OK, so the kid’s good. If you didn’t know that before FIBA 2010, you surely figured it out if you watched Team USA’s final three games where he averaged 33 points on 57 percent shooting. He was unstoppable and it now seems laughable to think that Team USA didn’t have enough star power to win the tournament. On the contrary, they were best served by having one true superstar that could carry the scoring load in the deciding games — and that was Durant.

There’s more to this package than his otherworldly talents. Durant is a rarity among the top stars of the league in that he’s humble, unmarked by tattoos (as far as we know) and seemingly more interested in winning than building his brand. In sharp contrast to “The LeBron James 2010 Free Agency Decision Debacle”, Durant announced his five-year contract extension with the Thunder with this tweet:

OK, the spelling isn’t great but I’m pretty sure spelling doesn’t count on Twitter — or on the basketball court. The point is that we finally have an NBA superstar who is very difficult to hate, no matter which team you’re rooting for. He could be the antidote this league needs to counteract all the poison spread on- and off-court by some of its biggest stars.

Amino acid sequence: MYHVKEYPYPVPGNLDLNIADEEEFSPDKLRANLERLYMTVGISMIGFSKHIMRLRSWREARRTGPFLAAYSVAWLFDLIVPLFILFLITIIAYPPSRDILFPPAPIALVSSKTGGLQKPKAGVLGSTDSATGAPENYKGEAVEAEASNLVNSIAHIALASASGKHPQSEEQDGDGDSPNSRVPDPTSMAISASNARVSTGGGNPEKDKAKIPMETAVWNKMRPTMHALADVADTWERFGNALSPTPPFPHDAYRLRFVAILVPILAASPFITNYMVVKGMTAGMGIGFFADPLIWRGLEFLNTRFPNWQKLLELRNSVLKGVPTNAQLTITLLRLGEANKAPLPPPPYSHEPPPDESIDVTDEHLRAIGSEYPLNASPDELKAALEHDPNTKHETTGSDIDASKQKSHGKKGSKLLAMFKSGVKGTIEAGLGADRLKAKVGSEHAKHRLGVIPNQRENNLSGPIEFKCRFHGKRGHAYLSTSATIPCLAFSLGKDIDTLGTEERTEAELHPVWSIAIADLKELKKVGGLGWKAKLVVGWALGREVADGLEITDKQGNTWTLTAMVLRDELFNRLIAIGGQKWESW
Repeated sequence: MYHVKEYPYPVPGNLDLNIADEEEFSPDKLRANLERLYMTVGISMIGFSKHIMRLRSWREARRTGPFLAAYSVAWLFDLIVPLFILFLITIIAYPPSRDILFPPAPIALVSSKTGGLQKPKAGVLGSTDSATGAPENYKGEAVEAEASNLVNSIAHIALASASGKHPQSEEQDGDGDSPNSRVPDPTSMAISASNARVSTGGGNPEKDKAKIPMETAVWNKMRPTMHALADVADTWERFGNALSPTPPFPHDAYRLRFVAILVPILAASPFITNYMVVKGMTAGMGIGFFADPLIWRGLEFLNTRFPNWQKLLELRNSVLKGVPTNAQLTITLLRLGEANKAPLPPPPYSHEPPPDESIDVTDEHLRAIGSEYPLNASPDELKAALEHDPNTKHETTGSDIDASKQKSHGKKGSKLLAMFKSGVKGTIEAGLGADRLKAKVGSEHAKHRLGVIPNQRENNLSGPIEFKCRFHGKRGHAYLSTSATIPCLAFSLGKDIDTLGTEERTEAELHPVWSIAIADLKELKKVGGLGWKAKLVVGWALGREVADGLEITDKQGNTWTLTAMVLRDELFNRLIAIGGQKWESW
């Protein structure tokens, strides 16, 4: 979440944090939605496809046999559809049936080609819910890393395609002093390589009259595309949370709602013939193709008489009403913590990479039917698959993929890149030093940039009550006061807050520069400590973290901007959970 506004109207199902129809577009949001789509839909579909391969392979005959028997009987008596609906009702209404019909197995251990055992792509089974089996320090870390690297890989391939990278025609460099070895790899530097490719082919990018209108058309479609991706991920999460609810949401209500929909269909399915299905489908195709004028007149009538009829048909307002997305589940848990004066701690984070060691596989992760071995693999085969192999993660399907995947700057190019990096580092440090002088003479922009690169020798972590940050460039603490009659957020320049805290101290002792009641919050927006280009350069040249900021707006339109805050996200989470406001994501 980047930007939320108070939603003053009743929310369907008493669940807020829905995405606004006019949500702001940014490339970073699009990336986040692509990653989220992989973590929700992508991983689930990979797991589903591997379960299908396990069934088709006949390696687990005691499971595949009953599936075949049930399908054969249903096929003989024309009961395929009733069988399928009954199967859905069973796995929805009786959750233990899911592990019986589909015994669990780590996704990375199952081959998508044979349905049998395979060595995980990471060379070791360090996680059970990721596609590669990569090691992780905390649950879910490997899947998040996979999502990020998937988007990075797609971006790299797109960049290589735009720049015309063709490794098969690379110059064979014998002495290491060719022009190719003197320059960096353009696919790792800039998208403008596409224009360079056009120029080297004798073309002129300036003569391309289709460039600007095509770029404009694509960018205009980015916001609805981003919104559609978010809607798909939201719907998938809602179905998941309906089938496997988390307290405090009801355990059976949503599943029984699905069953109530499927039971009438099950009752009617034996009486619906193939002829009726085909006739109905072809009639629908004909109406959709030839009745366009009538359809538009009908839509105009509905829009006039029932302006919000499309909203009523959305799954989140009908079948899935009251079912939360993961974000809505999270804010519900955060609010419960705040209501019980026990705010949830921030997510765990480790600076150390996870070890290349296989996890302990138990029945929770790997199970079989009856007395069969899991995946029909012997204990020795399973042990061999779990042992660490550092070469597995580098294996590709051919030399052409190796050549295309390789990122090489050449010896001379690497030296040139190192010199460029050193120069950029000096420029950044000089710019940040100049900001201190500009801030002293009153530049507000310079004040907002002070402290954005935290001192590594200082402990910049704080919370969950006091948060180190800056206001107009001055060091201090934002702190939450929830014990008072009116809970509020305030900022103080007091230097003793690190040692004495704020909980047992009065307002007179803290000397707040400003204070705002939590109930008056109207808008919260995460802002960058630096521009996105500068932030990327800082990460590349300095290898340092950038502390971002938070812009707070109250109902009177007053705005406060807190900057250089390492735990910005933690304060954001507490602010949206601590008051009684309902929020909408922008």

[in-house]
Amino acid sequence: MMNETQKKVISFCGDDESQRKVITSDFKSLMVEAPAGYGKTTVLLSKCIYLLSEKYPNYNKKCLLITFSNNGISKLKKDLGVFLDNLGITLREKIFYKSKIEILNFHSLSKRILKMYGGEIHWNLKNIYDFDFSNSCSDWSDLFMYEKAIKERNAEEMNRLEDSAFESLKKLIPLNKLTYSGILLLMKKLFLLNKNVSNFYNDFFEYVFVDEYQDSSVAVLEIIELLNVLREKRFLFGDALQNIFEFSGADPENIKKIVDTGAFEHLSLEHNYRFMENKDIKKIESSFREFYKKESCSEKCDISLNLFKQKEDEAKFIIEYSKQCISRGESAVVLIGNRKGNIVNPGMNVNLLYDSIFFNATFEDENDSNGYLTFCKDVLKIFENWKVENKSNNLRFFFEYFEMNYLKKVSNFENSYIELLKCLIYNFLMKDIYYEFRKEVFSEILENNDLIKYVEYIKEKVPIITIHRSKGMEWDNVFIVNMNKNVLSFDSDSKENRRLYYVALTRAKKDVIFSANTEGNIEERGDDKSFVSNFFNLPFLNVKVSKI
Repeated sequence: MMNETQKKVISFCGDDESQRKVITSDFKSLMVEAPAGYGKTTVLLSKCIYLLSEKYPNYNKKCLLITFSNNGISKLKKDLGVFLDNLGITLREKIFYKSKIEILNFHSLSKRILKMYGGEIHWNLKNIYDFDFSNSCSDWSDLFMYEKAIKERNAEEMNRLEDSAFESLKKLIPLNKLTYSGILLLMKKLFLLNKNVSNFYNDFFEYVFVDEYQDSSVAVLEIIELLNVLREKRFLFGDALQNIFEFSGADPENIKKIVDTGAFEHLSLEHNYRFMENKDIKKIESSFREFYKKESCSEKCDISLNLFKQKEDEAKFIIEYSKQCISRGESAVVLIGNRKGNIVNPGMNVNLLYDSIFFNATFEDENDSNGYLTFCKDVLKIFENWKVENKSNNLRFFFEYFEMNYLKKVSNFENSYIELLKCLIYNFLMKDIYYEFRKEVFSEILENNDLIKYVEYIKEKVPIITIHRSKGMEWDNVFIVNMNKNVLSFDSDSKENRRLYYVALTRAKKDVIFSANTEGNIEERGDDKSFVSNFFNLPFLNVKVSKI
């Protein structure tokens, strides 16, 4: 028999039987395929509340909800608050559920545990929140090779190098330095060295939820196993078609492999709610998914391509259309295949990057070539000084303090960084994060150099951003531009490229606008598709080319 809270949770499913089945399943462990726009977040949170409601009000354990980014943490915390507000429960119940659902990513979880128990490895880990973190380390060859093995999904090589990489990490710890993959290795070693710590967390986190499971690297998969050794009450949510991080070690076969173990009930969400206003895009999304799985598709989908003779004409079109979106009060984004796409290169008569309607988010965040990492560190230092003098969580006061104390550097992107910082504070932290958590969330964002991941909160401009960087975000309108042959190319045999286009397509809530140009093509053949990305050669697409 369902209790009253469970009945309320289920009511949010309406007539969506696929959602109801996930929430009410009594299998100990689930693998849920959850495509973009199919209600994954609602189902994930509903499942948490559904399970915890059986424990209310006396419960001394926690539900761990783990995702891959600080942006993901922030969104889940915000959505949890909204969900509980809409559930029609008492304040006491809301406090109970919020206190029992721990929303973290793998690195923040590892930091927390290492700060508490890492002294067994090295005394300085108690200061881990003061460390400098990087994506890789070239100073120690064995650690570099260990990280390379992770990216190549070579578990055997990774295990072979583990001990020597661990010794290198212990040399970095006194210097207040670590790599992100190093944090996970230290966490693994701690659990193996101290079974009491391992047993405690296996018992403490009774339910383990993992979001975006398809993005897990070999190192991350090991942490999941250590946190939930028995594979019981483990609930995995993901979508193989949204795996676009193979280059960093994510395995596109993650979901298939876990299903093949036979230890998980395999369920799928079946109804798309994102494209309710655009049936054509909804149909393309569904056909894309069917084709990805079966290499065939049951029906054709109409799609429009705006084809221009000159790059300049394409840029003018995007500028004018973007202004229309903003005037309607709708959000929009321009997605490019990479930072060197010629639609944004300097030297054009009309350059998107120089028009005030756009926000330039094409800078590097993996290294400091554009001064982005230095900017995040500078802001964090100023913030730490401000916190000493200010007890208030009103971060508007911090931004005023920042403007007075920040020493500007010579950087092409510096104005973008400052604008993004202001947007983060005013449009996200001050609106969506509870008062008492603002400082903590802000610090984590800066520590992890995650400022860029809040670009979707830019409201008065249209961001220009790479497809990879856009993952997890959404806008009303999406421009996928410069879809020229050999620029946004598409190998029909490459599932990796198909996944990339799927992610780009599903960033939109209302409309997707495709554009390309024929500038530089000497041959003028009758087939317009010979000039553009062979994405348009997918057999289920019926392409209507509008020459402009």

The NBA isn’t the NFL, in that they can’t take for granted that Americans will embrace their sport regardless of the behavior of their players. When it comes to the NBA, I think you can divide sports fans into three groups: people — like most of you reading this — who will be diehard fans for life no matter what, people who will never be convinced to be fans, and that group in the middle who might just need a reason to re-discover the enjoyment of this sport played at its highest level.

Kevin Durant could be that reason, that player who transcends the usual appeal of the sport and attracts new fans simply because they enjoy watching greatness untainted by scandal, selfishness and egomania. Who knows if fame and success will change him like it has for so many others in his place? As someone who cares about the future of this league, I hope Durant understands that his legacy could be defined not just by how many MVPs and championships he wins, but how he composes himself along the way.

Stay humble, young man, stay humble.

Comments (12)